12 Most Creative Strategies to Craft an Effective Blog Post

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Do you wonder why some blog posts tend to attract a lot of readers and get a lot of reaction? This is not really a measure of talent or the choice of words at all — it’s more about the skills you need to harness to get more of what you desire. In these 12 most creative strategies to craft an effective blog post, we'll look at ideas how you can accomplish more on your blog.

Talking about great blog posts, these are the ones that we would love to read through all the way to the last period. These are the ones we couldn’t help but click. We’d hate to miss sharing these with our friends or posting on our Facebook feed. These are the posts which might even go… viral!

Guest post from Pauline of Twelve Skip

Check these points out to see how you can create an effective blog post the right way.

1. Plan out an organized structure

The structure of your blog is much like any structures you find in nature: it’s the backbone of the beauty you’re about to unleash. If you want your blog to work well, then provide it with the right “spine.”

  • Start with a kick-ass title that makes an impact.
    Include intriguing words that would spark people’s curiosity. Begin with an interesting question or most-used search terms such as “How,” “Why,” “How-To,” “Do,” etc. For example, “How-To: Speed Up Your WordPress Site.” Using numbers and attention-grabbing adjectives are also a great way to excite people. Another example, instead of using “Craft An Effective Blog Post,” here the title is “12 Most Creative Ways To Craft An Effective Blog Post.” However, don’t forget to keep your title accurate and easy to understand.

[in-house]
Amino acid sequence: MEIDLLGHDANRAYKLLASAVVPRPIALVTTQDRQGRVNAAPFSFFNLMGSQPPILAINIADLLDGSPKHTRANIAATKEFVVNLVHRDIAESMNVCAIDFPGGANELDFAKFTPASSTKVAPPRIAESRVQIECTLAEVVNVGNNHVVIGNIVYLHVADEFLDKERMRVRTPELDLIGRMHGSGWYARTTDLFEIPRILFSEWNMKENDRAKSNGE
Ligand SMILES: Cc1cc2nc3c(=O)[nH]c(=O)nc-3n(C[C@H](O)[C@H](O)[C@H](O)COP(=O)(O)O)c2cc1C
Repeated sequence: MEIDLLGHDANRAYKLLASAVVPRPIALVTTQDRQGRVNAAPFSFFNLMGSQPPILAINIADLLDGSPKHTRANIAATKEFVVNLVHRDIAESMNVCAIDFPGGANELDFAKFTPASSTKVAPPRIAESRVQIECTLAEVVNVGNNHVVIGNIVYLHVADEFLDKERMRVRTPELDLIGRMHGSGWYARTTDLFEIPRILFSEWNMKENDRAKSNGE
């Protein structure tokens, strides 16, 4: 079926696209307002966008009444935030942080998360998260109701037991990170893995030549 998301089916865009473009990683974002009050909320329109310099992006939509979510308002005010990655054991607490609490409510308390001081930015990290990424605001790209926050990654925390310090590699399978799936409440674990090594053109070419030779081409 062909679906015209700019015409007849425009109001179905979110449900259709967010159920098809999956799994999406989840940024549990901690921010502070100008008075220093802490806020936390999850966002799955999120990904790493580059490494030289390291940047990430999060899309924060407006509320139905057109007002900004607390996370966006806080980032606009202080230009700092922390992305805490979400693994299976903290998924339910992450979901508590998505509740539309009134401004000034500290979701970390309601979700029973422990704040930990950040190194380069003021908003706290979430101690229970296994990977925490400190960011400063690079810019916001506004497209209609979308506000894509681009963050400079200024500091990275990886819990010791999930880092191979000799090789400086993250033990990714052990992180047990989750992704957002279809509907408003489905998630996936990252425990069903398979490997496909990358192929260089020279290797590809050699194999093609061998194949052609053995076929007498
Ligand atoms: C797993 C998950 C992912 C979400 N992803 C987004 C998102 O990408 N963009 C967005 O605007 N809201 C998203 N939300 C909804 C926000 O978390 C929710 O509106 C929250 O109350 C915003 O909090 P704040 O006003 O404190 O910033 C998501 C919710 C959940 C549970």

• Craft a captivating introduction.
    Unify the purpose of your audience to the purpose of your blog post. And what else might they ask for afterwards?
  • Write a body that delivers.
    In a lot of cases, messages are better delivered with examples. Use a current issue, trending topic, person, or even your audience. Live examples are always helpful for people to understand what they might have missed in a particular section of your content.
  • End with an engaging conclusion.
    Wrap your point up without reiterating the details again. Use CTA (Call-To-Action) to encourage engagement. It can be done either by asking questions, feedback or even asking your readers to sign up or share the content. You may start by saying “If you find this post useful, please… (share, tweet, etc.)”

2. Use an enticing format

I used the word “enticing” because the structure alone won’t get the bite you wish. By spicing up your structure with better formatting, you’ll find your users staying longer on your blog posts. Try to incorporate these few tricks in each of your posts:

  • Use short paragraphs, lists and numbers.
    This makes your content much more organized, easier to scan, and of course, more straightforward.
  • Use subheadings.
    Subheadings add an extra accessibility to your sections by showing them a glimpse or description of what it’s about.
  • Do not use a font smaller than 12 pt.
    Play it safe, especially for when people view your content from a low-resolution screen.
  • Highlight or emphasize important words or phrases. 
    Help your readers scan what they’re looking for.

3. K.I.S.S. your reader